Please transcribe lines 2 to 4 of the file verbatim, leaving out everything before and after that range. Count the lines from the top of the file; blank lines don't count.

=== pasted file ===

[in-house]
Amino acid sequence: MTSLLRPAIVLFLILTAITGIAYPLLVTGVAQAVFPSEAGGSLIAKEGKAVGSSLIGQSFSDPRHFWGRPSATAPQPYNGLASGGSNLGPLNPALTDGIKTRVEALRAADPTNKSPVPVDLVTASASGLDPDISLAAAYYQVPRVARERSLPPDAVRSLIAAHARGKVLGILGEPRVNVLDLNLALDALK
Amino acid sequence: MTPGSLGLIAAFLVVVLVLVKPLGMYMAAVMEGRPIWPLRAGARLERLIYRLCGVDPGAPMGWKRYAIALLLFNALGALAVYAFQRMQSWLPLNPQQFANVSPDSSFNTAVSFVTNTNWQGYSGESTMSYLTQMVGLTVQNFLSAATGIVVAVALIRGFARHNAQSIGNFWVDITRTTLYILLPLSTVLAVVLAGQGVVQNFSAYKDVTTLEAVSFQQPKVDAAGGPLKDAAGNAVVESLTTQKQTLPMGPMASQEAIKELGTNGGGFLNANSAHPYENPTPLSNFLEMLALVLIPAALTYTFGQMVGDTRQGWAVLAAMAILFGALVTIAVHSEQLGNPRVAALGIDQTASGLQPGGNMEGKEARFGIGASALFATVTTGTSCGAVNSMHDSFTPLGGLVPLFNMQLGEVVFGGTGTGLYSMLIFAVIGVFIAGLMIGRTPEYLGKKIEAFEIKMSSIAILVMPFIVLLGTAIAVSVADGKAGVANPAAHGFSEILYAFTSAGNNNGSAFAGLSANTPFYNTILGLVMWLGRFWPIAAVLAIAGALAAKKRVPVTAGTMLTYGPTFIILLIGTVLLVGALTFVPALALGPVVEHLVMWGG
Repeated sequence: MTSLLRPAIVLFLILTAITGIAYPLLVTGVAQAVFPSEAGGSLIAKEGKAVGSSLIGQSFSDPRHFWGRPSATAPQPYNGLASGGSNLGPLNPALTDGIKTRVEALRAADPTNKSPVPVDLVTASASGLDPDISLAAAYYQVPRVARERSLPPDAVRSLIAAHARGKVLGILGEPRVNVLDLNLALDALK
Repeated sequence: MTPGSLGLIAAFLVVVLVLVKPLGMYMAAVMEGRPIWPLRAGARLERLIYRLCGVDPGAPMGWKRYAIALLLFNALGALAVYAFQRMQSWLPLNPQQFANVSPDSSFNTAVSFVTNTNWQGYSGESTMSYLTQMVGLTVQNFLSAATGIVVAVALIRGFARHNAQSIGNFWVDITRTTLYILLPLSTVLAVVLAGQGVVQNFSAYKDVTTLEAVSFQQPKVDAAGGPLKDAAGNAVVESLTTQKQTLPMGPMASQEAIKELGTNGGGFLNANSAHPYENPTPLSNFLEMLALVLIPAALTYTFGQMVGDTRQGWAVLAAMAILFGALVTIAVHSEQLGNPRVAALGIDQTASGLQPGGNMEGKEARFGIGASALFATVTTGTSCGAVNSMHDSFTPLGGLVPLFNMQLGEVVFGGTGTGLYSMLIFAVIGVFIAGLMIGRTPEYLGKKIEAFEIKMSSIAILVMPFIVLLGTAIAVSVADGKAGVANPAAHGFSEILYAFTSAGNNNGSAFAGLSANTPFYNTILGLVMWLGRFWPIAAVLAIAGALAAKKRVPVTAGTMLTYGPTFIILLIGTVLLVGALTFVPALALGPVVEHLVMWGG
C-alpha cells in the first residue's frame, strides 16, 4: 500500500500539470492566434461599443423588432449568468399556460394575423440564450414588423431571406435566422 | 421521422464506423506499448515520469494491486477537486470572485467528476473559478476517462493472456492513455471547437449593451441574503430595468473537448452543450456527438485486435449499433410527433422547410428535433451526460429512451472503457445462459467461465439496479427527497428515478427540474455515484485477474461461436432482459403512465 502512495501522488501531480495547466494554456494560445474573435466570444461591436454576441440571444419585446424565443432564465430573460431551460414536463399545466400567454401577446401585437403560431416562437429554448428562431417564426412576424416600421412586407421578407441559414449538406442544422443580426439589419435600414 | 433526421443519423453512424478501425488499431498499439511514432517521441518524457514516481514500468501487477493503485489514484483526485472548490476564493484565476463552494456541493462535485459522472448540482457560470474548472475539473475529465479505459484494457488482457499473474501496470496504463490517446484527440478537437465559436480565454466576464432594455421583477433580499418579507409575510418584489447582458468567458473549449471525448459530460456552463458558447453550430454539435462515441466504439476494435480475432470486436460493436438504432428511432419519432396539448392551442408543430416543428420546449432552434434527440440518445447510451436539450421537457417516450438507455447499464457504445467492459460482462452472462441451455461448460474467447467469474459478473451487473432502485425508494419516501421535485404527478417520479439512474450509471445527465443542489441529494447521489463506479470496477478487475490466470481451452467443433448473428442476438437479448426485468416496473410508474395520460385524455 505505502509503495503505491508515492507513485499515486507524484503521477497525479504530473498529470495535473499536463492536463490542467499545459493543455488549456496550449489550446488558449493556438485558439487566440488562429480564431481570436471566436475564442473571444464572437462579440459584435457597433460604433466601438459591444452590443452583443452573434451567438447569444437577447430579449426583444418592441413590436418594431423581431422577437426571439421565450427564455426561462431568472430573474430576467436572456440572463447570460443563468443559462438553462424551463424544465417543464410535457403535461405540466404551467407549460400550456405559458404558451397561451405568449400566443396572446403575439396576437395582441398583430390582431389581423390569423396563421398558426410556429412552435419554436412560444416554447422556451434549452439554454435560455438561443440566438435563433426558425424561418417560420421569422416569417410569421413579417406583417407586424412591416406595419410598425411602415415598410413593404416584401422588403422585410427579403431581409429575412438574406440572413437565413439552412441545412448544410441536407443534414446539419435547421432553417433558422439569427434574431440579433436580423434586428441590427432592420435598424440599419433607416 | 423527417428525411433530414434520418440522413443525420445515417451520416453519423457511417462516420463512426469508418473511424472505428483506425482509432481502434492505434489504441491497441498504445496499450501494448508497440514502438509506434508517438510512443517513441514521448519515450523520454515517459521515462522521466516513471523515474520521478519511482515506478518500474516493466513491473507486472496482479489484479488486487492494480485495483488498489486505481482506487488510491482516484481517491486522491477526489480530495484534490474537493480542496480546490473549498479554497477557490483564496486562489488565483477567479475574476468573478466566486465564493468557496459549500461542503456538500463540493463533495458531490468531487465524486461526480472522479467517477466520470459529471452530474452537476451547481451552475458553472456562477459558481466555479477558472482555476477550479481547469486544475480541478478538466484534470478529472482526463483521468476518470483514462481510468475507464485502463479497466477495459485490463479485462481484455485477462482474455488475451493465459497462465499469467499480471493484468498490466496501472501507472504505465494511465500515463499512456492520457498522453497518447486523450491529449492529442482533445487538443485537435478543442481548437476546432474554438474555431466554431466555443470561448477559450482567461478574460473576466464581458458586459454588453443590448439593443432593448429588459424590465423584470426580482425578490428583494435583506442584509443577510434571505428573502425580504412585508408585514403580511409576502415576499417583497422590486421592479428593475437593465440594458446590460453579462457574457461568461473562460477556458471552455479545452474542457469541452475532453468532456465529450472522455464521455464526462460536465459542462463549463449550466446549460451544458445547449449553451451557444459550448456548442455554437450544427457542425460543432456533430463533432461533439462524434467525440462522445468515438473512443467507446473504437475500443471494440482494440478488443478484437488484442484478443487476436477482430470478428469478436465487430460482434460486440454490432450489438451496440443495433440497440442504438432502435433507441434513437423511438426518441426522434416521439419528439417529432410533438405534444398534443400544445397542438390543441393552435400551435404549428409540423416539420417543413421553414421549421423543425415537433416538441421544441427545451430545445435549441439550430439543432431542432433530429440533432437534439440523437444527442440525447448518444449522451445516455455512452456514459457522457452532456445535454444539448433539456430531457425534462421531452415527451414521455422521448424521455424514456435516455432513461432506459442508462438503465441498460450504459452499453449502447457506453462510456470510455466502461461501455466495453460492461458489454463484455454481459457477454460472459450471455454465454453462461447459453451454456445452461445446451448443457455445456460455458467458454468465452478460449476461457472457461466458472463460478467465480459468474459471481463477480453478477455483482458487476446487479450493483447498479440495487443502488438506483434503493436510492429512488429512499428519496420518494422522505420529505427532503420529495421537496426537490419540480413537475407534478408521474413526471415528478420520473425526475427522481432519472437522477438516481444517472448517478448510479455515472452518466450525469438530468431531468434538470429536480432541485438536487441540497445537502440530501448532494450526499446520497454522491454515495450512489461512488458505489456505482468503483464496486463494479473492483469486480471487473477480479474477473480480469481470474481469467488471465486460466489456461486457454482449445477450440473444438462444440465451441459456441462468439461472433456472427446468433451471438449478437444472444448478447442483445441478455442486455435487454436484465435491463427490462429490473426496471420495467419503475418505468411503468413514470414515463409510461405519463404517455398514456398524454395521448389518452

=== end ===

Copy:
Amino acid sequence: MTSLLRPAIVLFLILTAITGIAYPLLVTGVAQAVFPSEAGGSLIAKEGKAVGSSLIGQSFSDPRHFWGRPSATAPQPYNGLASGGSNLGPLNPALTDGIKTRVEALRAADPTNKSPVPVDLVTASASGLDPDISLAAAYYQVPRVARERSLPPDAVRSLIAAHARGKVLGILGEPRVNVLDLNLALDALK
Amino acid sequence: MTPGSLGLIAAFLVVVLVLVKPLGMYMAAVMEGRPIWPLRAGARLERLIYRLCGVDPGAPMGWKRYAIALLLFNALGALAVYAFQRMQSWLPLNPQQFANVSPDSSFNTAVSFVTNTNWQGYSGESTMSYLTQMVGLTVQNFLSAATGIVVAVALIRGFARHNAQSIGNFWVDITRTTLYILLPLSTVLAVVLAGQGVVQNFSAYKDVTTLEAVSFQQPKVDAAGGPLKDAAGNAVVESLTTQKQTLPMGPMASQEAIKELGTNGGGFLNANSAHPYENPTPLSNFLEMLALVLIPAALTYTFGQMVGDTRQGWAVLAAMAILFGALVTIAVHSEQLGNPRVAALGIDQTASGLQPGGNMEGKEARFGIGASALFATVTTGTSCGAVNSMHDSFTPLGGLVPLFNMQLGEVVFGGTGTGLYSMLIFAVIGVFIAGLMIGRTPEYLGKKIEAFEIKMSSIAILVMPFIVLLGTAIAVSVADGKAGVANPAAHGFSEILYAFTSAGNNNGSAFAGLSANTPFYNTILGLVMWLGRFWPIAAVLAIAGALAAKKRVPVTAGTMLTYGPTFIILLIGTVLLVGALTFVPALALGPVVEHLVMWGG
Repeated sequence: MTSLLRPAIVLFLILTAITGIAYPLLVTGVAQAVFPSEAGGSLIAKEGKAVGSSLIGQSFSDPRHFWGRPSATAPQPYNGLASGGSNLGPLNPALTDGIKTRVEALRAADPTNKSPVPVDLVTASASGLDPDISLAAAYYQVPRVARERSLPPDAVRSLIAAHARGKVLGILGEPRVNVLDLNLALDALK